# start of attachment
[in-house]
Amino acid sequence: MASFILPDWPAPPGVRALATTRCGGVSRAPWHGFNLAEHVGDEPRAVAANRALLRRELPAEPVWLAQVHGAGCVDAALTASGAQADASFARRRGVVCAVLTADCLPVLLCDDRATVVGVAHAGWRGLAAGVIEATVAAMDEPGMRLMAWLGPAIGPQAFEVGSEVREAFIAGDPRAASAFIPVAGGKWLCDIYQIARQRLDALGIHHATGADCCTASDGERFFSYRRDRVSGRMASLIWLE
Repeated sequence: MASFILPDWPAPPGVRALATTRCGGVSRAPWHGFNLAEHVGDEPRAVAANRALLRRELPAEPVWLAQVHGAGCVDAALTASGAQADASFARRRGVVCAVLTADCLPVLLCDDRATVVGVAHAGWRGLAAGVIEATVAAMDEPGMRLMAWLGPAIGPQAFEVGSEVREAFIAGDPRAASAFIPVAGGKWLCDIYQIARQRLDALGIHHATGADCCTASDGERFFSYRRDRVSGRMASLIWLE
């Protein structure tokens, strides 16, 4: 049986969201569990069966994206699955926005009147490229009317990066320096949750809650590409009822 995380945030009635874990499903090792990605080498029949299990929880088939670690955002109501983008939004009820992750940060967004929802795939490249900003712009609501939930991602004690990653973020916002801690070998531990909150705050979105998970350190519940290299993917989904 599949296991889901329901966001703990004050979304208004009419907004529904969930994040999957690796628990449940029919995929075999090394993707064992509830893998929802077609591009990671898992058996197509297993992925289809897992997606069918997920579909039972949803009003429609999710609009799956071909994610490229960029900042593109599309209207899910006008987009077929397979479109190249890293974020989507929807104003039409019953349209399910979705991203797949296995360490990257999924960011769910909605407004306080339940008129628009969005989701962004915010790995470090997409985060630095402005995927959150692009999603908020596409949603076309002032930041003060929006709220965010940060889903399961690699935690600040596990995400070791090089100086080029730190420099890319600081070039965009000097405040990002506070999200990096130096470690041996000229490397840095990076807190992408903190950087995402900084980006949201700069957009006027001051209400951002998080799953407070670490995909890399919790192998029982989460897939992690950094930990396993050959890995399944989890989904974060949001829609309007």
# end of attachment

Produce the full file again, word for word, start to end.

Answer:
[in-house]
Amino acid sequence: MASFILPDWPAPPGVRALATTRCGGVSRAPWHGFNLAEHVGDEPRAVAANRALLRRELPAEPVWLAQVHGAGCVDAALTASGAQADASFARRRGVVCAVLTADCLPVLLCDDRATVVGVAHAGWRGLAAGVIEATVAAMDEPGMRLMAWLGPAIGPQAFEVGSEVREAFIAGDPRAASAFIPVAGGKWLCDIYQIARQRLDALGIHHATGADCCTASDGERFFSYRRDRVSGRMASLIWLE
Repeated sequence: MASFILPDWPAPPGVRALATTRCGGVSRAPWHGFNLAEHVGDEPRAVAANRALLRRELPAEPVWLAQVHGAGCVDAALTASGAQADASFARRRGVVCAVLTADCLPVLLCDDRATVVGVAHAGWRGLAAGVIEATVAAMDEPGMRLMAWLGPAIGPQAFEVGSEVREAFIAGDPRAASAFIPVAGGKWLCDIYQIARQRLDALGIHHATGADCCTASDGERFFSYRRDRVSGRMASLIWLE
């Protein structure tokens, strides 16, 4: 049986969201569990069966994206699955926005009147490229009317990066320096949750809650590409009822 995380945030009635874990499903090792990605080498029949299990929880088939670690955002109501983008939004009820992750940060967004929802795939490249900003712009609501939930991602004690990653973020916002801690070998531990909150705050979105998970350190519940290299993917989904 599949296991889901329901966001703990004050979304208004009419907004529904969930994040999957690796628990449940029919995929075999090394993707064992509830893998929802077609591009990671898992058996197509297993992925289809897992997606069918997920579909039972949803009003429609999710609009799956071909994610490229960029900042593109599309209207899910006008987009077929397979479109190249890293974020989507929807104003039409019953349209399910979705991203797949296995360490990257999924960011769910909605407004306080339940008129628009969005989701962004915010790995470090997409985060630095402005995927959150692009999603908020596409949603076309002032930041003060929006709220965010940060889903399961690699935690600040596990995400070791090089100086080029730190420099890319600081070039965009000097405040990002506070999200990096130096470690041996000229490397840095990076807190992408903190950087995402900084980006949201700069957009006027001051209400951002998080799953407070670490995909890399919790192998029982989460897939992690950094930990396993050959890995399944989890989904974060949001829609309007």